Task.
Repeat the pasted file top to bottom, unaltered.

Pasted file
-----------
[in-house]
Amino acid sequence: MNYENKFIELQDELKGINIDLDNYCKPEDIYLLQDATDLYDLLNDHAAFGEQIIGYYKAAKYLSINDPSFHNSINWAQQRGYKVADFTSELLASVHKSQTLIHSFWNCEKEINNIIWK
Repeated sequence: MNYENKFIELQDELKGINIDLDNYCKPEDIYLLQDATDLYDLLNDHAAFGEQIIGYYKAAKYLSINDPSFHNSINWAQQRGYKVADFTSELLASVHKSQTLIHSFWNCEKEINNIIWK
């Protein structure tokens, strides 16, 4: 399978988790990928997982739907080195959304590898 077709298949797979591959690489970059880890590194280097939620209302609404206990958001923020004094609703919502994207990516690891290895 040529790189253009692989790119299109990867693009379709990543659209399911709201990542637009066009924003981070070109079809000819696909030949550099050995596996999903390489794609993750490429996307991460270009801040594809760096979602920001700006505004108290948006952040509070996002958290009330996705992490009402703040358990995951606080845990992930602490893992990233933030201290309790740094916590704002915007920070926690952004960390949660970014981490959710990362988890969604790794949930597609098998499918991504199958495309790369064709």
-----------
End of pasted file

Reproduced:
[in-house]
Amino acid sequence: MNYENKFIELQDELKGINIDLDNYCKPEDIYLLQDATDLYDLLNDHAAFGEQIIGYYKAAKYLSINDPSFHNSINWAQQRGYKVADFTSELLASVHKSQTLIHSFWNCEKEINNIIWK
Repeated sequence: MNYENKFIELQDELKGINIDLDNYCKPEDIYLLQDATDLYDLLNDHAAFGEQIIGYYKAAKYLSINDPSFHNSINWAQQRGYKVADFTSELLASVHKSQTLIHSFWNCEKEINNIIWK
């Protein structure tokens, strides 16, 4: 399978988790990928997982739907080195959304590898 077709298949797979591959690489970059880890590194280097939620209302609404206990958001923020004094609703919502994207990516690891290895 040529790189253009692989790119299109990867693009379709990543659209399911709201990542637009066009924003981070070109079809000819696909030949550099050995596996999903390489794609993750490429996307991460270009801040594809760096979602920001700006505004108290948006952040509070996002958290009330996705992490009402703040358990995951606080845990992930602490893992990233933030201290309790740094916590704002915007920070926690952004960390949660970014981490959710990362988890969604790794949930597609098998499918991504199958495309790369064709």